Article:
Native to Southern China this yam has been cultivated in Japan from very early times. Known in the U.S. mainly as an invasive weed, this vine with arrowhead shaped leaves grows large tubers below ground and small tubers above ground. It spreads mainly by dropping these small "air potatoes" and rarely flowers.
Nagaimo is roughly cylindrical and may be two or three feet long, but the photo specimen was 24 inches long, 2-7/8 inches diameter and weighed 3-1/4 pounds. The skin is tan and the flesh is white and, unlike other yams, sticky and more than a bit slimy. The two Japanese names, nagaimo and yamaimo (shorter, thicker), are applied depending on the root shape.
More on Yams.
Uses: In China this yam is widely used in herbal medicine, but in Japan it is more used for food. While most yams require at least cooking to detoxify them, this yam is eaten raw and shredded after being soaked whole in a vinegar-water solution to neutralize oxalic acid in the skin. It is also used to make yamaimo soba noodles. Tororo, sometimes served over sushi or with rice, is grated yam mixed with dashi, shoyu and mirin. Some say this yam is an "acquired taste" outside of Japan, but considering the quantities sold in Southern California's Chinese and Southeast Asian markets, that taste seems to have been rather widely acquired
Buying: These are found in markets serving East Asian and Southeast Asian communities. Most often they are cut into segments and packaged on foam trays covered with clear shrink wrap, but some markets have them loose, full length or cut. They should be a very light tan, a reddish color indicates they have been on the shelf too long.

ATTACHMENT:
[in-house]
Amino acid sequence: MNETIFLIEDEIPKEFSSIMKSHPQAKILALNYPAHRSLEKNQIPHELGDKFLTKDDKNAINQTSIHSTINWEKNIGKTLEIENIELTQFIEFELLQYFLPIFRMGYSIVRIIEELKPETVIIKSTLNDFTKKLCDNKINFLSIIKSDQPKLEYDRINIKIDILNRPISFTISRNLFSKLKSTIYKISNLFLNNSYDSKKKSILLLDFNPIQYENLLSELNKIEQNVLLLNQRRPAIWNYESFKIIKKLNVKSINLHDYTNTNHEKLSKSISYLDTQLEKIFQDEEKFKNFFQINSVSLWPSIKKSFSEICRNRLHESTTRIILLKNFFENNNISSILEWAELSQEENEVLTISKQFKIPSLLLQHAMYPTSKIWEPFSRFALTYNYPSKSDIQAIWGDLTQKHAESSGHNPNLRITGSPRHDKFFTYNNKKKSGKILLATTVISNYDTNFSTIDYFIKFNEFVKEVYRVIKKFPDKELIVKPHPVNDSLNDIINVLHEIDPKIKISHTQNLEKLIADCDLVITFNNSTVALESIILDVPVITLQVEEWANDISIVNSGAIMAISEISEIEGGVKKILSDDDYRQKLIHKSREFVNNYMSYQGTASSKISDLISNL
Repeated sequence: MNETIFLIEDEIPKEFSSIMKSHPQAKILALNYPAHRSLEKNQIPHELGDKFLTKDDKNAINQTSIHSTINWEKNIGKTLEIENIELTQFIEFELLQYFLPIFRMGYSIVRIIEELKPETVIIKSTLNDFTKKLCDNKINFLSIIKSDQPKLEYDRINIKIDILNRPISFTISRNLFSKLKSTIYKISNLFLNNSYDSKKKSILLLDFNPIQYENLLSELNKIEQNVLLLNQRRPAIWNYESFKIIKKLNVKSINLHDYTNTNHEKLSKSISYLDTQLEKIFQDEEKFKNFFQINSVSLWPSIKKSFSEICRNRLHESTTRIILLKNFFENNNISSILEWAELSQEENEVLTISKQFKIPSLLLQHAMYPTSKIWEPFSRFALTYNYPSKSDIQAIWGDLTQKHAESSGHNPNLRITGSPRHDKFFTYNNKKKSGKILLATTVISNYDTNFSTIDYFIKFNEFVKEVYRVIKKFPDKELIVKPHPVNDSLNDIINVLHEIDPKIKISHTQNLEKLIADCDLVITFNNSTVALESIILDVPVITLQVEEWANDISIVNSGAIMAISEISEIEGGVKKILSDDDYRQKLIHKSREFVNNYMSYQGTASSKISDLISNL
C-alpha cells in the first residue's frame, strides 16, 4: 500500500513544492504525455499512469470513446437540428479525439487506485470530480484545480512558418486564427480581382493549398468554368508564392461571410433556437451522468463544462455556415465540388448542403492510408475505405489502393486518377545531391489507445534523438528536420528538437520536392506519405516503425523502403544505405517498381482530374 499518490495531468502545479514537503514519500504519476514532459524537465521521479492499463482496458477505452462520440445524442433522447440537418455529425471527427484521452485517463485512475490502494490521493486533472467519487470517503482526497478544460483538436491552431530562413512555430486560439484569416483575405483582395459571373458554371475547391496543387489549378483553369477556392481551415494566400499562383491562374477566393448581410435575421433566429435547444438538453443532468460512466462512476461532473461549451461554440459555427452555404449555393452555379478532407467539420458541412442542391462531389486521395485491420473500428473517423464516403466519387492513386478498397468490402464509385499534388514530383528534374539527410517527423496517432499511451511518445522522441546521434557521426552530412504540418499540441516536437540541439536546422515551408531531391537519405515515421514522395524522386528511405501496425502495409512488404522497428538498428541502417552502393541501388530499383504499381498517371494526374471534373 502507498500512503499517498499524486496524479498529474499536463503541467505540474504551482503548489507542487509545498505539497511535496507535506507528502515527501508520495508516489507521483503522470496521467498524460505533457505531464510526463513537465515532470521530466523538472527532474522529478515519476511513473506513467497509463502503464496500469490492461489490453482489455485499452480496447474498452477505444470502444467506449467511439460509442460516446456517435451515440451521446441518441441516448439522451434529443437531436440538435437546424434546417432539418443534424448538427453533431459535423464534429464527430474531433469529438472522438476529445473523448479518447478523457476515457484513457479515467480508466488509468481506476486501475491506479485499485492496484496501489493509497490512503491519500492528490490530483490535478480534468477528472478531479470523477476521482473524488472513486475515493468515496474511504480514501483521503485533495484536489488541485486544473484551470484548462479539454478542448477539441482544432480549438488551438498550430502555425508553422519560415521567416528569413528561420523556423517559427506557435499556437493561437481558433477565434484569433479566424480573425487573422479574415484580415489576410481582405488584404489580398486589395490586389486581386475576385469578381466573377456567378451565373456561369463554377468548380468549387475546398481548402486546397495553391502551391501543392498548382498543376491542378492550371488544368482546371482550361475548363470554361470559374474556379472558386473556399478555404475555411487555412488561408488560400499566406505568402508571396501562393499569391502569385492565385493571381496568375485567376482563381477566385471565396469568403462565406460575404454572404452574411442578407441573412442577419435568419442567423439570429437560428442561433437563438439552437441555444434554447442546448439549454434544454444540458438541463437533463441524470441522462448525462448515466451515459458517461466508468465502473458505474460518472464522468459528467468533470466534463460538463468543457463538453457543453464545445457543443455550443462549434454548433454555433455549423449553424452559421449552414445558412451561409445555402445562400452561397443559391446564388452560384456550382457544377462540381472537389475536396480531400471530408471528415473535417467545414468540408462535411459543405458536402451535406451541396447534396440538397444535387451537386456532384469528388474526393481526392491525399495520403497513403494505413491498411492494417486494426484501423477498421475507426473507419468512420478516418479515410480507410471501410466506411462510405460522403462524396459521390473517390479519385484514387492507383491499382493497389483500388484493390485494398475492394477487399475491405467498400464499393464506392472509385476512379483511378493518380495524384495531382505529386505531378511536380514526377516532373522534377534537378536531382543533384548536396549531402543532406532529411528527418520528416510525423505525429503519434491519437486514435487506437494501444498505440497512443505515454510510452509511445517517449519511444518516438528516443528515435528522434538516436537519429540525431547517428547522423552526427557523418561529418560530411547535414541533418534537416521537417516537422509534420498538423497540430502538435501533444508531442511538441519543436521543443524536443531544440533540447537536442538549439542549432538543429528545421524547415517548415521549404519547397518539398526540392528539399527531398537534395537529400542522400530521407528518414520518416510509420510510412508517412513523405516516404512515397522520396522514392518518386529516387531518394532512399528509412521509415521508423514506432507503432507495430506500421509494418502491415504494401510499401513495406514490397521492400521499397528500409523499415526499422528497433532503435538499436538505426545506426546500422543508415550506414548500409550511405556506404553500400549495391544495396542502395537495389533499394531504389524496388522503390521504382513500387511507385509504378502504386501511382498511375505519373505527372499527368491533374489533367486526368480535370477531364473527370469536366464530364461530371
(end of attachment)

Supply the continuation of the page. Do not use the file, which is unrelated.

Storing: For a yam, nagaimo is rather perishable. It needs to be kept dry, cool and in the dark. For shipping, whole nagaimo is often packed in sawdust but you can wrap it in newspaper and keep it in the refrigerator or another cool place for about 2 weeks. Cut, it should be kept refrigerated and used in less than a week. Raw grated nagaimo can be kept frozen in a form that allows it to be broken or cut off as needed.
Cooking: For most traditional Japanese recipes nagaimo is shredded or grated and used raw or lightly cooked. I find the fine shredding side of my grater does a good job. You end up with a gooey mush that's slimier than snail snot, but do not be discouraged - it cooks quite well by various methods, and the result is not slimy.
Medicinal Uses: This yam has long been important in Chinese herbal medicine and also in Japan. It is used for a variety of digestive and respiratory problems, diabetes, lowering blood pressure and cholesterol, and male sexual disfunction.
It has been reported that in Japan, during the Edo period, slippery grated nagaimo was used in the men's baths for purposes beyond the scope of this page. For this reason it was considered improper for women to eat it.